“Firstly, thanks to you for the excellent manner in which you facilitate this course especially the smooth execution of the online functions. It is my second experience with online learning at UNITAR and I have been pleasantly surprised by the highly interactive method that has been achieved. The Breakout Rooms have been a wonderful surprise for me and form a rich part of learning in this workshop.” - E-workshop series participant.
Mind the time
Web sessions are quite intense, so it is recommended to have a 5-10 minutes break on the hour to keep concentration and participation levels high. You can use break rooms types of functionalities to help keeping the breaks on schedule, whilst timing the break rooms to have all the participants bounce back at the end of the break. Taking into account that participants may come from different time zones around the world, it is recommended to make sure that the structure of your event takes that variable into consideration and that you choose a format that enables people from multiple time zones to join (for example, consider a 3-4 day workshop with shorter sessions rather than 1 or 2 full days);
“I am so glad I was able to participate in the workshop. Despite the early start each day, the material was so relevant and so articulately presented... The way the course was structured and material presented was very interesting and the exercises provided to the participants during the “breakout” session were so engaging.” - E-workshop series participant
It is always best to record your sessions, not only for internal purposes but also for participants who have issues joining the live session. Some participants with weaker internet connection may keep getting in and out of the e-workshop, and it would be useful to have the meeting recorded for them to catch up on the parts they missed. Some experts may have reservations with being recorded and this of course also depends on the confidentiality of the meeting. However, try where possible to convince them of the benefits.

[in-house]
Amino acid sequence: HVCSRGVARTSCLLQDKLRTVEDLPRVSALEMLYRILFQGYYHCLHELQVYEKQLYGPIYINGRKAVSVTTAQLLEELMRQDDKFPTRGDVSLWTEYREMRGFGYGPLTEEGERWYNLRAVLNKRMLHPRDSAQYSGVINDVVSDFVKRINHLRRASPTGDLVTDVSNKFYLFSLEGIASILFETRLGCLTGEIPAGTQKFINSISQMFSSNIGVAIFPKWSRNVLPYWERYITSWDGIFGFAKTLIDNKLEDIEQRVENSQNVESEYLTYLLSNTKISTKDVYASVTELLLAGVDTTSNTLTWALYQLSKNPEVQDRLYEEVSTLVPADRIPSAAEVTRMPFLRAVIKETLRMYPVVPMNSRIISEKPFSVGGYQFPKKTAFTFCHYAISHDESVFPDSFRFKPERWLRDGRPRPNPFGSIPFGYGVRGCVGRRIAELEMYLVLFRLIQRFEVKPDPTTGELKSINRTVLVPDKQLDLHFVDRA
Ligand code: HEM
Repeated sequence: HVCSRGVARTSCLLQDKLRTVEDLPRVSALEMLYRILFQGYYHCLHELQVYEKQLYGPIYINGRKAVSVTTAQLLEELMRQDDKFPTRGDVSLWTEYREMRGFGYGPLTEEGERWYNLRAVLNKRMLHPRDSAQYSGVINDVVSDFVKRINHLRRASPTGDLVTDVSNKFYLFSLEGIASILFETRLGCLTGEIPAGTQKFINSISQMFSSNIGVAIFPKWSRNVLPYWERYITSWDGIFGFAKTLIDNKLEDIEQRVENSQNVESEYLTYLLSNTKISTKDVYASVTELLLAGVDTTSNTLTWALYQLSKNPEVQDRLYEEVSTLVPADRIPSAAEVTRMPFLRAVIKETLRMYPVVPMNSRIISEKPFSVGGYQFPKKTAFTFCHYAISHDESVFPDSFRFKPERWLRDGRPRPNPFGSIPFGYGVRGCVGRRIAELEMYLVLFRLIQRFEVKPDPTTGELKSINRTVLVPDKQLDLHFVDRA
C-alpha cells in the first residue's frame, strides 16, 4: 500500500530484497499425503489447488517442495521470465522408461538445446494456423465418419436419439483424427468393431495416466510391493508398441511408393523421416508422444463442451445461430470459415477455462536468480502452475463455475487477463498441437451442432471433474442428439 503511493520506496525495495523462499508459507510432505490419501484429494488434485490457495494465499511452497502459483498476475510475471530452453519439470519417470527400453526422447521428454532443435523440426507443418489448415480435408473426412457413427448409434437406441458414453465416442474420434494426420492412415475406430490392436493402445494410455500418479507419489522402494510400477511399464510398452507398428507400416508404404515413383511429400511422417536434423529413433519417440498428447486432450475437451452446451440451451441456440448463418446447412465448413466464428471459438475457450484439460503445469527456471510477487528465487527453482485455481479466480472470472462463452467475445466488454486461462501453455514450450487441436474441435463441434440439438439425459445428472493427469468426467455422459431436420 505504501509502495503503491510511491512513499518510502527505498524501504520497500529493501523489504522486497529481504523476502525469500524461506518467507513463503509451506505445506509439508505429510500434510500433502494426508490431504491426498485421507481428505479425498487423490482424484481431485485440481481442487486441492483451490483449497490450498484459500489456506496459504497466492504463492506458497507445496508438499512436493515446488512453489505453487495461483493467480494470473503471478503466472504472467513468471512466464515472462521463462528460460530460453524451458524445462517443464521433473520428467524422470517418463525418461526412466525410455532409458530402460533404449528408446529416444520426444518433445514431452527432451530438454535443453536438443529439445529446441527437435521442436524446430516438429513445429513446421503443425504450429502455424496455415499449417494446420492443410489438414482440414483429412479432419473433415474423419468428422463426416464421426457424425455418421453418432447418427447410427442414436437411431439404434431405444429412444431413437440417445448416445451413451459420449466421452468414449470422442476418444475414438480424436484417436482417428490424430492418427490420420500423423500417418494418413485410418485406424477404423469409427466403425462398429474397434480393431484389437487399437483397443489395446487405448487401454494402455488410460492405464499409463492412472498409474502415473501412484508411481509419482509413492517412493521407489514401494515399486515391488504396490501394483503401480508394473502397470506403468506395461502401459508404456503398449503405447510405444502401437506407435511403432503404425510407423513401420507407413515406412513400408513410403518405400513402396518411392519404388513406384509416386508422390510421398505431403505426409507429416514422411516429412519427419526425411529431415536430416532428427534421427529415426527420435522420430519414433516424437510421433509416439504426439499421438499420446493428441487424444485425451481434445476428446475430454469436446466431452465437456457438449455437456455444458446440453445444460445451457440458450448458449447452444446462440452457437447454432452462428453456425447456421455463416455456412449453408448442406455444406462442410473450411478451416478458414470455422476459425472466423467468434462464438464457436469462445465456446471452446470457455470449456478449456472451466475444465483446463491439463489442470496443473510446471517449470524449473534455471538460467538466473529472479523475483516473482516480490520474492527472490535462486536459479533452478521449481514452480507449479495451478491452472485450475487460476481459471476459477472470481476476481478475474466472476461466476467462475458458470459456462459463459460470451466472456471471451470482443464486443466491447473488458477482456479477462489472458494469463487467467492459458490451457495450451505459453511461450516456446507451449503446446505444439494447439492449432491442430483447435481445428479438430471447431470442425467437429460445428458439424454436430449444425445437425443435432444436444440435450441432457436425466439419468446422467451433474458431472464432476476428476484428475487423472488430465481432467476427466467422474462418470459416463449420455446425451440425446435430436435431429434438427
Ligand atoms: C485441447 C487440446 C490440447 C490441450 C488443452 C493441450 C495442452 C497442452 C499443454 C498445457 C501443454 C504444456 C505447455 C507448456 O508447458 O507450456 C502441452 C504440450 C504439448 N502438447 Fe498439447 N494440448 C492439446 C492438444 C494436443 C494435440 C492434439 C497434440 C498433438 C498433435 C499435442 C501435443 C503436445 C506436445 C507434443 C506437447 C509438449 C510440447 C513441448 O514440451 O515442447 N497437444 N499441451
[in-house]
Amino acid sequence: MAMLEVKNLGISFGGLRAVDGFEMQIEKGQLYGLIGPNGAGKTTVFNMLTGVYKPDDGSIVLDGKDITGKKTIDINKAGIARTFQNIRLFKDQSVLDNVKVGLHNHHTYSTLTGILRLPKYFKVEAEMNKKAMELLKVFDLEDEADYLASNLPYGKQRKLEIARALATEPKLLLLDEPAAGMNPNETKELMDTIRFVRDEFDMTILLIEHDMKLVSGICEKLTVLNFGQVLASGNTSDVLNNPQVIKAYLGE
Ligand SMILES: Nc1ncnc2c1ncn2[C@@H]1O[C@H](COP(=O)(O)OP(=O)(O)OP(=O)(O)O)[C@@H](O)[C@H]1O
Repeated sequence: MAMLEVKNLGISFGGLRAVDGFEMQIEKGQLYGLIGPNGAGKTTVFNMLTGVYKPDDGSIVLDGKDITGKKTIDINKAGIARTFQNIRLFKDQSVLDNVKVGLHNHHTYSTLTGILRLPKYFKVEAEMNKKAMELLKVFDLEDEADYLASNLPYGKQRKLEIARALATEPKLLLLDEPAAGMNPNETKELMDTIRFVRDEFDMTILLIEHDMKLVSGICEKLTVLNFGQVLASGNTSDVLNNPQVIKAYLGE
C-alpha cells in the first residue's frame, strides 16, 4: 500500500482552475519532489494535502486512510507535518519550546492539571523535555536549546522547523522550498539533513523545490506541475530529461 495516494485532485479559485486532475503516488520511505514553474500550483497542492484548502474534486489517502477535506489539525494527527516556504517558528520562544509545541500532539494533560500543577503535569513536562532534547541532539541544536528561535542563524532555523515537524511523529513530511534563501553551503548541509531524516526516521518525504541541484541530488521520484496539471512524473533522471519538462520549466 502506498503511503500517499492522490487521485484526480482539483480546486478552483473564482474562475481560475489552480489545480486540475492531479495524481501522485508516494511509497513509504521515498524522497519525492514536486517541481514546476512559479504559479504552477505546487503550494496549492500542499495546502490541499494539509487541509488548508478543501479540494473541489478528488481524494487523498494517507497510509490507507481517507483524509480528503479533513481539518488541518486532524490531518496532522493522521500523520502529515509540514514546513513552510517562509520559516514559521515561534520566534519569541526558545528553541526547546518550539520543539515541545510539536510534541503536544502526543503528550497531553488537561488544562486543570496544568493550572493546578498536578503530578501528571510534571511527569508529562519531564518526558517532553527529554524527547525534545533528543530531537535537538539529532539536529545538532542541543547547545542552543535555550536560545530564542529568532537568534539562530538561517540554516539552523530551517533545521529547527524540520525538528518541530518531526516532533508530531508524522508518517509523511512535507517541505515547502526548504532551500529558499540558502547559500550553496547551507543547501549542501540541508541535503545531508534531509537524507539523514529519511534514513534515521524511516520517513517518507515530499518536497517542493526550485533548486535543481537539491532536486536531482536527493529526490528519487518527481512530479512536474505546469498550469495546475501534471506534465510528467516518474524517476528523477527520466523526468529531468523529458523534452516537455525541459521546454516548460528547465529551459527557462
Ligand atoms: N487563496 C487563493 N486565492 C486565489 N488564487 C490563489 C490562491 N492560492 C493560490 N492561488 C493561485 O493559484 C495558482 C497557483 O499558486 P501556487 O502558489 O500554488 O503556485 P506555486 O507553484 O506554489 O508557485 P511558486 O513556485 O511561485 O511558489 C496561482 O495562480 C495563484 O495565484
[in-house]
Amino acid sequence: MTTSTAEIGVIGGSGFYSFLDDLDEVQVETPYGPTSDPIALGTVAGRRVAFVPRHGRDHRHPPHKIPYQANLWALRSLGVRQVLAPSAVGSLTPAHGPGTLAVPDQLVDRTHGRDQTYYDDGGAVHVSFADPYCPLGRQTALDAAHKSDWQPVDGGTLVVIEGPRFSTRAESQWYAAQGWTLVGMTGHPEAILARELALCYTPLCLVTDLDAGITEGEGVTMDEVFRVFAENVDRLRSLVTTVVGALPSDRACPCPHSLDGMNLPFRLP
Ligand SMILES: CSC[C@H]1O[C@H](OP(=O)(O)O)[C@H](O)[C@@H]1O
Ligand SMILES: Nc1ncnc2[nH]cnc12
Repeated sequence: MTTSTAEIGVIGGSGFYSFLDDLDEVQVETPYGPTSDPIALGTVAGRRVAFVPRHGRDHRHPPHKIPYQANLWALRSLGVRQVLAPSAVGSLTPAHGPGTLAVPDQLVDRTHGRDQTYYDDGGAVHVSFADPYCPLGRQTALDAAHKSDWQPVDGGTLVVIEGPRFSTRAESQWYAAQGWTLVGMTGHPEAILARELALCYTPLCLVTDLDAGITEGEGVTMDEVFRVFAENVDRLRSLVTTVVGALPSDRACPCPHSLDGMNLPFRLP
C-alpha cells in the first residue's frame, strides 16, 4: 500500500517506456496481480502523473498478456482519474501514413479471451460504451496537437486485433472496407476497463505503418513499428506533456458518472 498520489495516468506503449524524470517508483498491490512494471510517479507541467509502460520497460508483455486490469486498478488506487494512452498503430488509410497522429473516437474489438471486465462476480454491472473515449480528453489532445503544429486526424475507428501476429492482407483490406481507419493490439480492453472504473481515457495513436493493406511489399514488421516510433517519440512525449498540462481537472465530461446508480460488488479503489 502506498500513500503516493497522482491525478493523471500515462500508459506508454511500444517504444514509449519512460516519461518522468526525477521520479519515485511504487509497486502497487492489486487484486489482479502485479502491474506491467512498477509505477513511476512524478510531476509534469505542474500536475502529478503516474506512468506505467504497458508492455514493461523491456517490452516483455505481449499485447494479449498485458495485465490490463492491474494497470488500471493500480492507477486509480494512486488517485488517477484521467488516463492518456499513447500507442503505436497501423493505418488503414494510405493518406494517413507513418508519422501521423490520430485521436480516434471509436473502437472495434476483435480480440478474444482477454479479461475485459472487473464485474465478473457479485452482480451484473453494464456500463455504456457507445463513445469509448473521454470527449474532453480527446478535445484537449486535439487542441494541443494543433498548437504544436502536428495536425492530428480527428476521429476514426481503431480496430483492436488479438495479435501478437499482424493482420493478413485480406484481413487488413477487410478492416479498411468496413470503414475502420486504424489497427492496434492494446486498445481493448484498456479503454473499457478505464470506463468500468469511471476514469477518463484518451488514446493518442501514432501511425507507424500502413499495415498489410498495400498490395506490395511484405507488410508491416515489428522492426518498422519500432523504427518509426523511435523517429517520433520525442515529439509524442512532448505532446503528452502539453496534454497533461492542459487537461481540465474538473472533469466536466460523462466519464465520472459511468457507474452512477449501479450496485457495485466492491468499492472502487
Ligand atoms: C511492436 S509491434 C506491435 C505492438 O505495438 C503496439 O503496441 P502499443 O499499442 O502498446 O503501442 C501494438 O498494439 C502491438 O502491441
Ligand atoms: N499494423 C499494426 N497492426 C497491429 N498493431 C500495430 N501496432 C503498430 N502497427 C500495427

“There's been lots of positive response from students who did join the webinar…Most of all our students have later written to thank us for the recording” - International Affairs and Diplomacy course instructor.
Brief your experts
It is vital to ensure that your speakers are very confident and well-versed in the technology, to give the impression that things are smooth and natural, as in a face-to-face setting. For example, ensuring that experts are confident in how to share their screen with or without sound, as well as keeping an eye on the chat at all times and avoid constant check-ins as much as possible (can you hear me..? is this working..?) all small changes that can have a major impact on the image of your live event.
For more information on UNITAR’s upcoming activities, please click here
Established in 1965, UNITAR is an autonomous institution within the United Nations system with a mission to deliver innovative training and conduct research on knowledge systems to develop the capacities of its beneficiaries. As the training arm of the UN, its mission is to develop capacities to enhance global decision-making and to support country level action for shaping a better future.
At the heart of UNITAR, the Division for Multilateral Diplomacy (DMD) delivers training and support workshops to address the needs of diplomats, government officials, international civil servants and students to meet complex, global challenges. UNITAR’s Division for Multilateral Diplomacy activities cover a wide range of policy domains, including bilateral and multilateral negotiation, environmental and climate change diplomacy, economic diplomacy, international law, human rights, diplomatic protocol, Agenda 2030 and other related topics, as well as capacities and skills development activities such as diplomatic report writing, public speaking, media relations and negotiation techniques, among many others.
For more information on UNITAR’s upcoming activities, please click here